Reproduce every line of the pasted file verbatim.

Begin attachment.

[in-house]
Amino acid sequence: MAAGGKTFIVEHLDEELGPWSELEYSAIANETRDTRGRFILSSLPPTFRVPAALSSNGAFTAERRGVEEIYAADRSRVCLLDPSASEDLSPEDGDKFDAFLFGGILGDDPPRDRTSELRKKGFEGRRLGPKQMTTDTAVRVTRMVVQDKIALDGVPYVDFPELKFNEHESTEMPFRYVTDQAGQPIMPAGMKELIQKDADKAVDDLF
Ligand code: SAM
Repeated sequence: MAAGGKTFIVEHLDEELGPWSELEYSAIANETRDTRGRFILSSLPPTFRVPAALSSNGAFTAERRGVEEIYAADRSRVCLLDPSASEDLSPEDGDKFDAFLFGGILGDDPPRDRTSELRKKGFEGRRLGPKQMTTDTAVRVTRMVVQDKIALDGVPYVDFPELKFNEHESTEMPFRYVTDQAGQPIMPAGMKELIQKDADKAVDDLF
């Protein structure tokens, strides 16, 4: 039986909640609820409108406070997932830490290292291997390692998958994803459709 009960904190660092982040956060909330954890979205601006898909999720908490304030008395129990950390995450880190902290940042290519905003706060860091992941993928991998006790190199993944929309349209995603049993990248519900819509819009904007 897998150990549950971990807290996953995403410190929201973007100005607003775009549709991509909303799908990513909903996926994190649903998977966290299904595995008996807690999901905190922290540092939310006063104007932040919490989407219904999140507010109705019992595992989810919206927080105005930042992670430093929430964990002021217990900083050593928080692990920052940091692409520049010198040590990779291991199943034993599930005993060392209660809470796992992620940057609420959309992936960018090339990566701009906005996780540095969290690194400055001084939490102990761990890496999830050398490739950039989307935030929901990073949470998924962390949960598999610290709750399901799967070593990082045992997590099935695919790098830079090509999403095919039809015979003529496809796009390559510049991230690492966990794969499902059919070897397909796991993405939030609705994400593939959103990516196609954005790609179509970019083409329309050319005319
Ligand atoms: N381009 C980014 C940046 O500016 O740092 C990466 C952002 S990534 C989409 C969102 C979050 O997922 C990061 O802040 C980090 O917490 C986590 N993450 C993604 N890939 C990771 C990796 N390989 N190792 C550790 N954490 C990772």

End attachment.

[in-house]
Amino acid sequence: MAAGGKTFIVEHLDEELGPWSELEYSAIANETRDTRGRFILSSLPPTFRVPAALSSNGAFTAERRGVEEIYAADRSRVCLLDPSASEDLSPEDGDKFDAFLFGGILGDDPPRDRTSELRKKGFEGRRLGPKQMTTDTAVRVTRMVVQDKIALDGVPYVDFPELKFNEHESTEMPFRYVTDQAGQPIMPAGMKELIQKDADKAVDDLF
Ligand code: SAM
Repeated sequence: MAAGGKTFIVEHLDEELGPWSELEYSAIANETRDTRGRFILSSLPPTFRVPAALSSNGAFTAERRGVEEIYAADRSRVCLLDPSASEDLSPEDGDKFDAFLFGGILGDDPPRDRTSELRKKGFEGRRLGPKQMTTDTAVRVTRMVVQDKIALDGVPYVDFPELKFNEHESTEMPFRYVTDQAGQPIMPAGMKELIQKDADKAVDDLF
């Protein structure tokens, strides 16, 4: 039986909640609820409108406070997932830490290292291997390692998958994803459709 009960904190660092982040956060909330954890979205601006898909999720908490304030008395129990950390995450880190902290940042290519905003706060860091992941993928991998006790190199993944929309349209995603049993990248519900819509819009904007 897998150990549950971990807290996953995403410190929201973007100005607003775009549709991509909303799908990513909903996926994190649903998977966290299904595995008996807690999901905190922290540092939310006063104007932040919490989407219904999140507010109705019992595992989810919206927080105005930042992670430093929430964990002021217990900083050593928080692990920052940091692409520049010198040590990779291991199943034993599930005993060392209660809470796992992620940057609420959309992936960018090339990566701009906005996780540095969290690194400055001084939490102990761990890496999830050398490739950039989307935030929901990073949470998924962390949960598999610290709750399901799967070593990082045992997590099935695919790098830079090509999403095919039809015979003529496809796009390559510049991230690492966990794969499902059919070897397909796991993405939030609705994400593939959103990516196609954005790609179509970019083409329309050319005319
Ligand atoms: N381009 C980014 C940046 O500016 O740092 C990466 C952002 S990534 C989409 C969102 C979050 O997922 C990061 O802040 C980090 O917490 C986590 N993450 C993604 N890939 C990771 C990796 N390989 N190792 C550790 N954490 C990772």